by Kevin Kunkel, LMFT, SEP, CMT
I’ll be the first to admit, the prolonged social isolation and day to day changes on me and my loved ones due to coronavirus, and the insane political polarization and bickering regularly loads me down with stress. I know so many of my clients, family, and friends feel this same overwhelm creeping in. You may also be feeling inside a feeling of anxiety, frustration, overwhelm, or just feeling the unknown of the world around us. Though we can’t control the world around us, we can shift our body and mind by using techniques to help settle uncomfortable feelings and find calm.
As you know, stress accumulates. Fortunately, stress relief accumulates and creates a resilience we then have towards future external stressors and the disease and illness it allows. It is important to have activities or tools that work for you to bring down your stress levels and maintain your resiliency. And, it is important to be using one of your tools regularly and often.
Somatic Experiencing is a healing modality that looks to stabilize and undo the physiological stress response within our body and build resilience to stress and disorder. I will discuss a few simple, yet profound somatic exercises you can utilize right now in order to affect how stress is negatively affecting your body and mind.
1. Notice and Contain – the basis in creating any change is to pause and truly identify what you are feeling. If you cant name the jumble of mixed emotions inside you, can you at least notice the events and thoughts that are effecting you and creating your internal world right now. And, can you name a few of the sensations that associate with your current state. Stay with your awareness here for a few breaths. Now feel a sense of containment: Think of a container of any imaginary size and material. Imagine putting all of the disturbing events, thoughts, feelings, and sensations into the container. Get curious about how that begins to shift things inside of you…Can you feel it leaving you? Continue to imagine putting all of these things into the container until you feel a solid sense of distance from them. Take as much time as it needs to feel complete. Now close the lid of the container and take a few more moments to notice the shift this creates in you. The longer you sit and notice the pleasant end-state, the more you allow your internal chemistry and physiology to change and resiliency to build.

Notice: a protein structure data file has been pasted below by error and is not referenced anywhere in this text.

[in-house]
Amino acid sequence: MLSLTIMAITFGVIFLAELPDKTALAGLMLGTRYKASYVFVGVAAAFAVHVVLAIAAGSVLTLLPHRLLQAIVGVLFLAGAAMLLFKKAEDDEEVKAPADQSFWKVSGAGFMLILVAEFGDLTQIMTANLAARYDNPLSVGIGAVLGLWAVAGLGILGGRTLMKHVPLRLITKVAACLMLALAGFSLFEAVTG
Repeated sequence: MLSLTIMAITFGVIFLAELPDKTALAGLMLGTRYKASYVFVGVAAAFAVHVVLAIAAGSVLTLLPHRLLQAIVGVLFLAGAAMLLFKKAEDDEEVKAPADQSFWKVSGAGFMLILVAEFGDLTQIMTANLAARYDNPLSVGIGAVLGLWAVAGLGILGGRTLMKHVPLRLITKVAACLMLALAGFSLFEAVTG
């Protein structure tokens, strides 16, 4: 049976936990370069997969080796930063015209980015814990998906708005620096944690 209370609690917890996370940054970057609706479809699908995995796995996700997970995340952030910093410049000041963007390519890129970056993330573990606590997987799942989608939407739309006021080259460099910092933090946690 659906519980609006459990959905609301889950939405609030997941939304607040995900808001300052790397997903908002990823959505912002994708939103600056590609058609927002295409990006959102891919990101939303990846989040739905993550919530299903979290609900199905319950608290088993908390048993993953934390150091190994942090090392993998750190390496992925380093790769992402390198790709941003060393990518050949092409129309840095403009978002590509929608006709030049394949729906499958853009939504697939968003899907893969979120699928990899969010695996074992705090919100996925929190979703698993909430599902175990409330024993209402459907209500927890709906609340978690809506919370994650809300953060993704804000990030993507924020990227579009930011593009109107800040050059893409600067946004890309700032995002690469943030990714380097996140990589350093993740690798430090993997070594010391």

2. Grounding – We may say “our stress or anxiety is rising”, or “we are calming down”. Grounding counters rising stress by focusing our awareness within and down.
Practice: Begin sitting or standing with both feet on the floor and your back straight. Take a few moments to bring your awareness to your skin on the front side of the body (your chest, belly, face, legs). Now your skin on the back side of your body (head, back, legs). Take the time for your awareness to settle there. Then, bring your awareness to your hips and sense the weight of your torso coming in to the hips and down into the chair. After a few moments, notice this weight coming down into your upper legs, and notice any other sensations you may notice in your thighs, knees, and then calves. Notice how the weight in your legs comes down into your feet and spend a few moments with your awareness of this weight and any other sensations in your feet. Next, bring your awareness to your shoulders, allowing them to fall and be weighty. Notice any sensations in your upper arms and lower arms and notice how the weight in the shoulders translates through the upper, then lower, arms and into the hands. Feel the weight of your hands on your thighs (if sitting), and allow your awareness of this weight falling through the legs to your feet. Pause again with your awareness on your feet and a sense of your weight coming down into the feet. Take a moment to sense what it feels like to have all of your awareness in your body and especially in your feet. Notice the quality of your thoughts and perhaps even the boundary you may feel between your physical body and the chaos in the outside world.